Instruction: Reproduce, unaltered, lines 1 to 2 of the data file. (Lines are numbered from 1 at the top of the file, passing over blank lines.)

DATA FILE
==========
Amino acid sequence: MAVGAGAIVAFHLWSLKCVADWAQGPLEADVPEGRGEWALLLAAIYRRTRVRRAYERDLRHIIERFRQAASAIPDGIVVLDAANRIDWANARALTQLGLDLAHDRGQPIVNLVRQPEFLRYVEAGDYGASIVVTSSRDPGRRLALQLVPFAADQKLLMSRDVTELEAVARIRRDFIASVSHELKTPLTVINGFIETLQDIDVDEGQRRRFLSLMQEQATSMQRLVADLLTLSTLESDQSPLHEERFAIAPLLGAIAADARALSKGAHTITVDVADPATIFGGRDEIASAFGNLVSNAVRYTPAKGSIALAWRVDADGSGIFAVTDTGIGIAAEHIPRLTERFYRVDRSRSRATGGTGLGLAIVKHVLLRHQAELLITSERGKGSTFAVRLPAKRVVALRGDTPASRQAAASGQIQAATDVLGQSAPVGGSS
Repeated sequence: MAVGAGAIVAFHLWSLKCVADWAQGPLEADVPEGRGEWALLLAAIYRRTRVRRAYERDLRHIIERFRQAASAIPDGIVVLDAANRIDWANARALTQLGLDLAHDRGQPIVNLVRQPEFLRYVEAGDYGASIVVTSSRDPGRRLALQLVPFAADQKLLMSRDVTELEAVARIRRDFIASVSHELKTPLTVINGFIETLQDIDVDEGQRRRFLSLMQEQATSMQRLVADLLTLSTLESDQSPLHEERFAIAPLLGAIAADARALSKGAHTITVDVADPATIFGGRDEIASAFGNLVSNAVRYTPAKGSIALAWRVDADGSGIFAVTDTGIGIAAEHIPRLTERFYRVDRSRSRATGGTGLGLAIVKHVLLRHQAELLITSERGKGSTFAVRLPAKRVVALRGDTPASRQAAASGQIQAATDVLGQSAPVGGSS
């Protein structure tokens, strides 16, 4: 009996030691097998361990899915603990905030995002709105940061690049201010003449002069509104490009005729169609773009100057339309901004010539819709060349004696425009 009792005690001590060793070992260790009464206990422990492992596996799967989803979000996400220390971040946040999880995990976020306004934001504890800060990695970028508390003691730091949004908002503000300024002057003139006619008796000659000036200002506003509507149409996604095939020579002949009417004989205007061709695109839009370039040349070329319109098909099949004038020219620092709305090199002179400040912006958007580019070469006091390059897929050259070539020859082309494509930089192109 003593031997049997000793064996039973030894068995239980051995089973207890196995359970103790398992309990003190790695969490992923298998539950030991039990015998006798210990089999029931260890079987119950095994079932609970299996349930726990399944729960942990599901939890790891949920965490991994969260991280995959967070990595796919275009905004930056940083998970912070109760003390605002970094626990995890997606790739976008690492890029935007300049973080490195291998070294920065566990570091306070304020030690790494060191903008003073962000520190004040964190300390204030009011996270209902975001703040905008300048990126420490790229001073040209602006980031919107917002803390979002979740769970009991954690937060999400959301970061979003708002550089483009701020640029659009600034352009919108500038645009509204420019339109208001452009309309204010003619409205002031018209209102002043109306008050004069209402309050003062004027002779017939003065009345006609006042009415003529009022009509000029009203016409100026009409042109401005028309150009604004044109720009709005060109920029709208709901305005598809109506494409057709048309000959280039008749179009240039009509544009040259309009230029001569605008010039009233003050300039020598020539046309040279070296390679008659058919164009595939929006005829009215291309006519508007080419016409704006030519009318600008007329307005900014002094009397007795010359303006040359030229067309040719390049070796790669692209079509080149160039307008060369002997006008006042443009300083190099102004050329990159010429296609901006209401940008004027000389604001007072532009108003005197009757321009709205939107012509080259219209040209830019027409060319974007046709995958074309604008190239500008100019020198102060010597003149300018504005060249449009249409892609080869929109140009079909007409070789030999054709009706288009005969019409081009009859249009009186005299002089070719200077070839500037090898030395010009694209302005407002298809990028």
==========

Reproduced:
Amino acid sequence: MAVGAGAIVAFHLWSLKCVADWAQGPLEADVPEGRGEWALLLAAIYRRTRVRRAYERDLRHIIERFRQAASAIPDGIVVLDAANRIDWANARALTQLGLDLAHDRGQPIVNLVRQPEFLRYVEAGDYGASIVVTSSRDPGRRLALQLVPFAADQKLLMSRDVTELEAVARIRRDFIASVSHELKTPLTVINGFIETLQDIDVDEGQRRRFLSLMQEQATSMQRLVADLLTLSTLESDQSPLHEERFAIAPLLGAIAADARALSKGAHTITVDVADPATIFGGRDEIASAFGNLVSNAVRYTPAKGSIALAWRVDADGSGIFAVTDTGIGIAAEHIPRLTERFYRVDRSRSRATGGTGLGLAIVKHVLLRHQAELLITSERGKGSTFAVRLPAKRVVALRGDTPASRQAAASGQIQAATDVLGQSAPVGGSS
Repeated sequence: MAVGAGAIVAFHLWSLKCVADWAQGPLEADVPEGRGEWALLLAAIYRRTRVRRAYERDLRHIIERFRQAASAIPDGIVVLDAANRIDWANARALTQLGLDLAHDRGQPIVNLVRQPEFLRYVEAGDYGASIVVTSSRDPGRRLALQLVPFAADQKLLMSRDVTELEAVARIRRDFIASVSHELKTPLTVINGFIETLQDIDVDEGQRRRFLSLMQEQATSMQRLVADLLTLSTLESDQSPLHEERFAIAPLLGAIAADARALSKGAHTITVDVADPATIFGGRDEIASAFGNLVSNAVRYTPAKGSIALAWRVDADGSGIFAVTDTGIGIAAEHIPRLTERFYRVDRSRSRATGGTGLGLAIVKHVLLRHQAELLITSERGKGSTFAVRLPAKRVVALRGDTPASRQAAASGQIQAATDVLGQSAPVGGSS